Real Estate Finance: To boldly go
Russia’s mortgage market is attracting the world’s biggest banks, despite being worth a mere 2% of GDP. But real estate finance bankers see the country as having tremendous potential. The country’s first securitisation only came in July 2006, but it was rapidly followed by two more, and already market insiders are predicting five or six transactions this year. Oliver Bullough reports.
Russian mortgage lending more than doubled last year. Average prices per square metre for new-built flats have tripled since the start of 2002. Housing stock in some towns increased by more than 10% last year. The government has made building new homes a key strategic goal. In a word, the country’s property sector is booming.
The State Mortgage Agency, according to media reports, is itself planning a securitisation deal with Citigroup as lead manager. It estimates stellar growth in levels of mortgage lending. From a total of Rbs291bn last year, it forecasts a total of Rbs407bn by the end of December. By the end of the decade, that will have risen to Rbs798bn.
It is hardly surprising then that the world’s biggest banks are getting involved.
"Every time I pitch to a client I am aware that other banks are also actively pitching to that same client. The Russian RMBS market will become exceptionally large,” said Michael Strange, a director at Barclays Capital.
BarCap co-arranged the first deal, for state-owned bank VTB, last summer. It was denominated in US dollars, sold abroad and secured on mortgages in Moscow. The bank has since arranged a trickier deal for Sovfintrade, the mortgage subsidiary of state gas giant Gazprom’s bank, that was denominated in roubles.
"Dollar-denominated deals are primarily Moscow focused. In Moscow the property market is primarily in dollars and people who work for large companies or multinationals frequently get paid in dollars. However, the majority of growth will come from the regions where mortgages are denominated in roubles. The deal we did with Gazprombank provides the template for future deals from this growing sector," said Strange.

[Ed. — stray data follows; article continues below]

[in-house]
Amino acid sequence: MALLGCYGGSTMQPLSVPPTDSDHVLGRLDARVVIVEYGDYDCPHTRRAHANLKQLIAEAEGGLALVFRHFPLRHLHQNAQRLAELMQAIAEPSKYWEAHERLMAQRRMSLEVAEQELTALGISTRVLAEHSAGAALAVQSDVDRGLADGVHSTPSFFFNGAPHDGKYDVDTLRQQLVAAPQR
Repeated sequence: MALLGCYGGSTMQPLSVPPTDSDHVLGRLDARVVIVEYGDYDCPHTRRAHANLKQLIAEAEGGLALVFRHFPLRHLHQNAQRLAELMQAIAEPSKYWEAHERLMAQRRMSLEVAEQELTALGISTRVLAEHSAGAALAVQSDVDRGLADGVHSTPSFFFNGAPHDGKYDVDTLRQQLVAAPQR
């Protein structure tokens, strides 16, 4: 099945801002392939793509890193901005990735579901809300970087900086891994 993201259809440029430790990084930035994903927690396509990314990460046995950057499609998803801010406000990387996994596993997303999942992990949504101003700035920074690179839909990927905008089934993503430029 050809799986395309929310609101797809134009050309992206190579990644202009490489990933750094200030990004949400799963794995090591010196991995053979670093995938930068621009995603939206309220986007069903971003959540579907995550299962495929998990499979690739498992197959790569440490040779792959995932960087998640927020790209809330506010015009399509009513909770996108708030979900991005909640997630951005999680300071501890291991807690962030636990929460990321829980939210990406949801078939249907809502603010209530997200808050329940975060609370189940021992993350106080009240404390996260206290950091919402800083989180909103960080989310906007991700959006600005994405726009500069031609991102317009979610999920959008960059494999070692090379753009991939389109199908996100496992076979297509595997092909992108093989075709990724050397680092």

Other banks getting into the action include SG, which started a roadshow for a securitisation deal from its Russian unit DeltaCredit in March; Morgan Stanley, which bought Russia’s CityMortgage in January; and Raiffeisen, which bought Impexbank last year. CityMortgage and Raiffeisen have already securitised their own deals, and more are in the pipeline.
"There are several new deals that will be announced in the next couple of months," said Nikolai Chitov, president of CityMortgage, which was bought by Morgan Stanley in December.
"We are preparing a second deal together with Morgan Stanley. The number of transactions that are in preparation has grown very significantly . . . By using our previous experience, we are going to place this second deal on European and US markets as well. We are considering now [a total of] US$150m–$200m."
And all this comes together with substantial political support. Russia’s government has set up four National Projects as a way to spend the country's vast oil earnings, and the most important is to create affordable housing for Russian, many of whom live in Soviet-era housing that has decayed since 1991.
Dmitry Medvedev, a close ally of President Vladimir Putin and one of the favourites to succeed him into the Kremlin, is in charge of the programme, which gets regular television play on state channels.
Under the plan, the Kremlin wants the number of mortgages given out to rise from 46,000 in 2004 to 1m by 2010. And with the Kremlin so keen, Russia’s compliant parliament has rushed through the laws needed to create a modern securitisation market.
However, problems remain. "The domestic mortgage securities market is heavily regulated, and this is an impediment. If a bank is considering funding then the initial advice would be to go with an international [dollar-denominated] structure because it is quicker to execute and the market is generally deeper. The transaction costs are higher, but the deal will likely get a better rate,” said Vladimir Dragunov, securitisation partner at law firm Baker and McKenzie’s Moscow office, who advised banks on most of the securitisation deals last year.
As an example, he said a US prospectus for a typical transaction would come to around 400 pages. The extra weight of Russian regulation means Sovfintrade’s prospectus for its rouble-denominated deal was 1,700 pages long. And all that extra legal advice is expensive, complex and time-consuming.
Lena Krepikova of the World Bank’s International Finance Corporation saw the flaws in Russian legislation close up last summer when she was helping to arrange the CityMortgage securitisation deal.